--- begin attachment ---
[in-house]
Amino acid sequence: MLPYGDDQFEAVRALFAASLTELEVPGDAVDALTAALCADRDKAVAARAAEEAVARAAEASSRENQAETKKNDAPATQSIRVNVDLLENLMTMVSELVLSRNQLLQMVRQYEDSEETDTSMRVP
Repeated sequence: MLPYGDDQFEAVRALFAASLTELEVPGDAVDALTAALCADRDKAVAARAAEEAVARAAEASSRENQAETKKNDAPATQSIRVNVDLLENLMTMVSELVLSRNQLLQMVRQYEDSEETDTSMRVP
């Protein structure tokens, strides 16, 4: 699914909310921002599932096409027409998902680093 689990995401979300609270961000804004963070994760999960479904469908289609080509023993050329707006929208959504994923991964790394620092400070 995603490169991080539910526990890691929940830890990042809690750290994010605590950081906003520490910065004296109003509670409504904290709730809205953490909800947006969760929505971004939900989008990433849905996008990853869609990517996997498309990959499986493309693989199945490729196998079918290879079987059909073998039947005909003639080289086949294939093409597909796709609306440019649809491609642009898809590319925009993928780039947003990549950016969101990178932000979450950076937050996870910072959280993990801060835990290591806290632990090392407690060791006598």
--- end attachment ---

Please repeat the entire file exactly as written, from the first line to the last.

[in-house]
Amino acid sequence: MLPYGDDQFEAVRALFAASLTELEVPGDAVDALTAALCADRDKAVAARAAEEAVARAAEASSRENQAETKKNDAPATQSIRVNVDLLENLMTMVSELVLSRNQLLQMVRQYEDSEETDTSMRVP
Repeated sequence: MLPYGDDQFEAVRALFAASLTELEVPGDAVDALTAALCADRDKAVAARAAEEAVARAAEASSRENQAETKKNDAPATQSIRVNVDLLENLMTMVSELVLSRNQLLQMVRQYEDSEETDTSMRVP
């Protein structure tokens, strides 16, 4: 699914909310921002599932096409027409998902680093 689990995401979300609270961000804004963070994760999960479904469908289609080509023993050329707006929208959504994923991964790394620092400070 995603490169991080539910526990890691929940830890990042809690750290994010605590950081906003520490910065004296109003509670409504904290709730809205953490909800947006969760929505971004939900989008990433849905996008990853869609990517996997498309990959499986493309693989199945490729196998079918290879079987059909073998039947005909003639080289086949294939093409597909796709609306440019649809491609642009898809590319925009993928780039947003990549950016969101990178932000979450950076937050996870910072959280993990801060835990290591806290632990090392407690060791006598």